Summarized by Kent Larsen
Mountain Meadows Relics Raise New Controversy
BERRYVILLE, ARKANSAS -- Six buttons recovered last summer at the site of the
Mountain Meadows Massacre have led to a new controversy between the LDS
Church and some of the descendants of the victims. The Church plans to
donate the buttons and other relics to a Berryville, Arkansas museum in
September. But some of the descendants say that the Church doesn't own the
relics, and therefore can't make the donation.
The buttons were accidentally uncovered along with the remains of 29 of the
victims during construction of the most recent memorial at the site in spite
of efforts to not disturb any of the remains. The remains were reburied at
the site on September 10th, , but other evidence, including the buttons, a
bolt and fragments of pottery, were retained.
Some of the descendants have now asked the state of Utah to rule on the
ownership of the artifacts, saying that the LDS Church should not be given
ownership. "What we have to ask ourselves is, is this finder keepers? If so,
other graves will be disturbed as well," said Scott Fancher of the Arkansas-
based Mountain Meadows Monument Association. The association is seeking to
have the LDS Church-owned land and neighboring land owned by private
individuals designated a national landmark and placed under US Government
The LDS Church's Glen Leonard, director of the Church Museum of History and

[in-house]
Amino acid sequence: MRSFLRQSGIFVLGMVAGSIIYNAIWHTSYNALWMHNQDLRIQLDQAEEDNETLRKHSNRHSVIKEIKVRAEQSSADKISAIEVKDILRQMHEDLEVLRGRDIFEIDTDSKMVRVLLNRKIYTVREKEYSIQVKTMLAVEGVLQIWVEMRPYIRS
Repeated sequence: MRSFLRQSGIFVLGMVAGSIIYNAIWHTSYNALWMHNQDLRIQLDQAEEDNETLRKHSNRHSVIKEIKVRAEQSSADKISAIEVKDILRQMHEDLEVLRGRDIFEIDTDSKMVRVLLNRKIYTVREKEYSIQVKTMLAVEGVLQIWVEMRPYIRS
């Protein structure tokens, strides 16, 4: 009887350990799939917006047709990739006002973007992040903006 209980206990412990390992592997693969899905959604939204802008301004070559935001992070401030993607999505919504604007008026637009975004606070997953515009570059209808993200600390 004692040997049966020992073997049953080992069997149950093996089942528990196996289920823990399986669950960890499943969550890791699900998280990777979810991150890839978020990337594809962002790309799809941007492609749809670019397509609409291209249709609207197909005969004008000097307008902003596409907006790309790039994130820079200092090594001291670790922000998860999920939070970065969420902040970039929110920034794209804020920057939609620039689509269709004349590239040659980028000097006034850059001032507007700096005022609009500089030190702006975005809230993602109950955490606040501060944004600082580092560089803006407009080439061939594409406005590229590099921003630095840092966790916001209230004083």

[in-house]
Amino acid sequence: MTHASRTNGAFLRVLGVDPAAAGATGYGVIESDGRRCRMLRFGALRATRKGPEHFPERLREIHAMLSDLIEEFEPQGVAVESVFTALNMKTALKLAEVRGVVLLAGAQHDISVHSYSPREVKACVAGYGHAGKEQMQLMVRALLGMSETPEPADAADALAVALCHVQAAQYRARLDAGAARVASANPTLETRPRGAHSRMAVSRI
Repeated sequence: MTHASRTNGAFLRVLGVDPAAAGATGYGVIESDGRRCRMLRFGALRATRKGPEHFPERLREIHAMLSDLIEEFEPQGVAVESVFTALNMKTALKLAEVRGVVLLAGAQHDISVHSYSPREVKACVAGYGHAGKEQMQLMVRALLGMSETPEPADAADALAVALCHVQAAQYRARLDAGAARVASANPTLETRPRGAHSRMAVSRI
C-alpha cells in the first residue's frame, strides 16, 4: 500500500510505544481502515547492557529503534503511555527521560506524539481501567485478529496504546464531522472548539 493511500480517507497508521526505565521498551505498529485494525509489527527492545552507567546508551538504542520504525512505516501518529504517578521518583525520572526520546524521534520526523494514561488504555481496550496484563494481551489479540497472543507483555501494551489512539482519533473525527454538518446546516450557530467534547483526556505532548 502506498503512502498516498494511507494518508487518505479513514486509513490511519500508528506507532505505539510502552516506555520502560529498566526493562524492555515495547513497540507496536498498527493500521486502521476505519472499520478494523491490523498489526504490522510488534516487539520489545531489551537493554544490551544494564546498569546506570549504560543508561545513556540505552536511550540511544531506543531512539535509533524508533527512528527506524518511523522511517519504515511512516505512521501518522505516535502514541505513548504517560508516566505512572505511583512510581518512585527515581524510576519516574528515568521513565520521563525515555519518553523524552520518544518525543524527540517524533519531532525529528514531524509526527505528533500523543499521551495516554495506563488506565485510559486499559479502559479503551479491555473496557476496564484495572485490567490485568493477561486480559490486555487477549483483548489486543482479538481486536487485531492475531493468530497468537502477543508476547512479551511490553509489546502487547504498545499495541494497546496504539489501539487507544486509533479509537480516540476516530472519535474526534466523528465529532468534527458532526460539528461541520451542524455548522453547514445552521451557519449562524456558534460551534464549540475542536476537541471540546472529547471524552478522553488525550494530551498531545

Art, says he has now asked the archaeologists employed by the Church to rule
on the legal issue of ownership. He says the Church just wants to return the
relics, "We made a decision long ago that these artifacts should be returned
to the people of Arkansas. They belong to the ancestors there, and those
were our plans all along," he said.
Leonard says that he has been told that under Utah law the artifacts belong
to whoever owns the property where the items were discovered. But Fancher
says that the law shouldn't allow that. "We have always contended that the
whole area is a graveyard, not an archeological site. There are several
other grave sites out there, and under this philosophy, they can just keep
The current plan has the Church donating the artifacts to the Carroll County
Historical Society Museum, which has already purchased a special display
case for the artifacts. "Its wonderful that these items will be returning to
Arkansas after all these years," said Shirley Pyron, president of the
Carroll County Historical and Genealogical Society, which runs the museum.
"It's only a little handful of all that's left of 140 lives. It's not much,
but it brings home to us that this event really did happen."
Relics of 1857 massacre to be returned to state
Little Rock AR Democrat-Gazette 7Aug00 N1
By John Magsam: Arkansas Democrat-Gazette